Hi all,

The math lab will be hosting a review for Dr. Villamizar's upcoming 314 exam. Here is the information for the review,

Date: Thursday, Oct. 7, 2010

Time: 7pm - 9pm

Place: TMCB 104

The TA teaching this review will be Jared McBride. He's super-smart and knows his stuff. So get a break after Dr. Villamizar's review and then get ready to have a lot of fun with Jared. He will cover material from the book as well as anything Dr. Villamizar provides.

-Math Lab Blogger

# BYU Math Lab

## Tuesday, October 5, 2010

## Wednesday, September 29, 2010

### 110 Test 2 Review Info

Dear Math 110ers-

There are two reviews coming up for Test 2, tonight and tomorrow night. Here are the details:

Date: Wed Sept 29th

Time: 7-9 PM

Location: JKB 1104

TA: To Be Determined

Tests Covered: Test 2 from W ‘10

-AND-

Date: Thu Sept 30th

Time: 7-9 PM

Location: JKB 1104

TA: To Be Determined

Tests Covered: Test 2 from F ‘09

These tests can be found online at:

http://math.byu.edu/~wright/Math%20110/Math110.html

Good luck with Midterms!

-Math Lab Blogger

There are two reviews coming up for Test 2, tonight and tomorrow night. Here are the details:

Date: Wed Sept 29th

Time: 7-9 PM

Location: JKB 1104

TA: To Be Determined

Tests Covered: Test 2 from W ‘10

-AND-

Date: Thu Sept 30th

Time: 7-9 PM

Location: JKB 1104

TA: To Be Determined

Tests Covered: Test 2 from F ‘09

These tests can be found online at:

http://math.byu.edu/~wright/Math%20110/Math110.html

Good luck with Midterms!

-Math Lab Blogger

## Friday, September 24, 2010

### Math 313 - Understanding a Basis

Dear Math 313 and 302 students,

I know how difficult it can be to understand the concept of a basis. Hopefully this will help.

A basis is simply the set containing the fewest necessary vectors possible to represent a space.

If that didn't make any sense at all, then picture a blank x-y axis. Let the two lines (the x-axis and the y-axis) be vectors. You can notice two things:

Now, let's generalize this to 3-dimensional space. Imagine the axes for 3-d space. Now let those axes be vectors. Again:

Are you seeing the pattern? Now let's pretend that in 3-d space, you didn't have the z-axis but had a vector from (0,0,0) to (1,1,0). Do the x-axis, y-axis, and the new vector form a basis for 3-dimensional space?

If you answered no, then you'd be correct. Why?

Can you represent the point (0,0,1)? Nope-- the vectors are linearly dependent, so you can't represent all of 3-dimensional space. Therefore the vectors do not form a basis for 3-d space.

Got it yet? I hope so. As a final reminder, the requirements to be a basis for, say, n-dimensional space are:

-Math Lab Blogger

I know how difficult it can be to understand the concept of a basis. Hopefully this will help.

A basis is simply the set containing the fewest necessary vectors possible to represent a space.

If that didn't make any sense at all, then picture a blank x-y axis. Let the two lines (the x-axis and the y-axis) be vectors. You can notice two things:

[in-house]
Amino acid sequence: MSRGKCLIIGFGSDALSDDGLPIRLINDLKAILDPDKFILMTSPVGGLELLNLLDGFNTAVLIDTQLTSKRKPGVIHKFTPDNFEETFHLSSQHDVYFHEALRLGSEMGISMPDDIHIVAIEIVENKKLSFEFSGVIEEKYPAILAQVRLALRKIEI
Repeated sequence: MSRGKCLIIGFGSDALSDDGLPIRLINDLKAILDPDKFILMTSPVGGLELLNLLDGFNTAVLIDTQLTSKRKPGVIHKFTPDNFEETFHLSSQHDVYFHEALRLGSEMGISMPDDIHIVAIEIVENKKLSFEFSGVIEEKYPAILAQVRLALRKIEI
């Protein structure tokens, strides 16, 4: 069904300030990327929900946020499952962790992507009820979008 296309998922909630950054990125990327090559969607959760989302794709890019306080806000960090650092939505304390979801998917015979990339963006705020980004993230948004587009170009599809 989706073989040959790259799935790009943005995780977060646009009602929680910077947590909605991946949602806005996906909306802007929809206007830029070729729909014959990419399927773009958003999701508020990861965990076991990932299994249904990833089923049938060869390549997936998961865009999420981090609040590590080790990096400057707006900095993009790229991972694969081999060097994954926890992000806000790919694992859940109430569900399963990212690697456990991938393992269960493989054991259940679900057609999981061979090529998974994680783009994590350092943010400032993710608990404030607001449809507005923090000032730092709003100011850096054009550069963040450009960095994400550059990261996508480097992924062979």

- These two vectors are all you ever need to represent all of 2-dimensional space

(Think about it-- all you need an x-value and a y-value and you can represent any point) - The two vectors are linearly independent.

(Try and represent the point (0,5) with only the x-axis - kinda hard to do, right?)

Now, let's generalize this to 3-dimensional space. Imagine the axes for 3-d space. Now let those axes be vectors. Again:

- The three vectors are all you ever need to represent all of 3-d space (x,y,z)
- The vectors are linearly independent.

Are you seeing the pattern? Now let's pretend that in 3-d space, you didn't have the z-axis but had a vector from (0,0,0) to (1,1,0). Do the x-axis, y-axis, and the new vector form a basis for 3-dimensional space?

If you answered no, then you'd be correct. Why?

Can you represent the point (0,0,1)? Nope-- the vectors are linearly dependent, so you can't represent all of 3-dimensional space. Therefore the vectors do not form a basis for 3-d space.

Got it yet? I hope so. As a final reminder, the requirements to be a basis for, say, n-dimensional space are:

- You must have n n-dimensional vectors (n vectors with n entries)
- Those vectors must be linearly independent

-Math Lab Blogger

### Welcome!

Dear 119 Students:

Welcome to the Math Lab Blog. Feel free to leave us a comment or ask us a question about HW, reviews, or tests. We love you and we wish you the best of luck in your classes!

-Math Lab Blogger

Welcome to the Math Lab Blog. Feel free to leave us a comment or ask us a question about HW, reviews, or tests. We love you and we wish you the best of luck in your classes!

-Math Lab Blogger

### Welcome!

Dear 113 Students-

Welcome to the Math Lab's Blog!! Please feel free to leave us comments and ask for help on problems. We'll do our best to answer your questions promptly. We love you and we wish you the best of luck in your classes!

-Math Lab Blogger

### Welcome!

Dear 112 Students-

Welcome to the Math Lab's Blog!! Please feel free to leave us comments and ask for help on problems. We'll do our best to answer your questions promptly. We love you and we wish you the best of luck in your classes!

-Math Lab Blogger

Welcome to the Math Lab's Blog!! Please feel free to leave us comments and ask for help on problems. We'll do our best to answer your questions promptly. We love you and we wish you the best of luck in your classes!

-Math Lab Blogger

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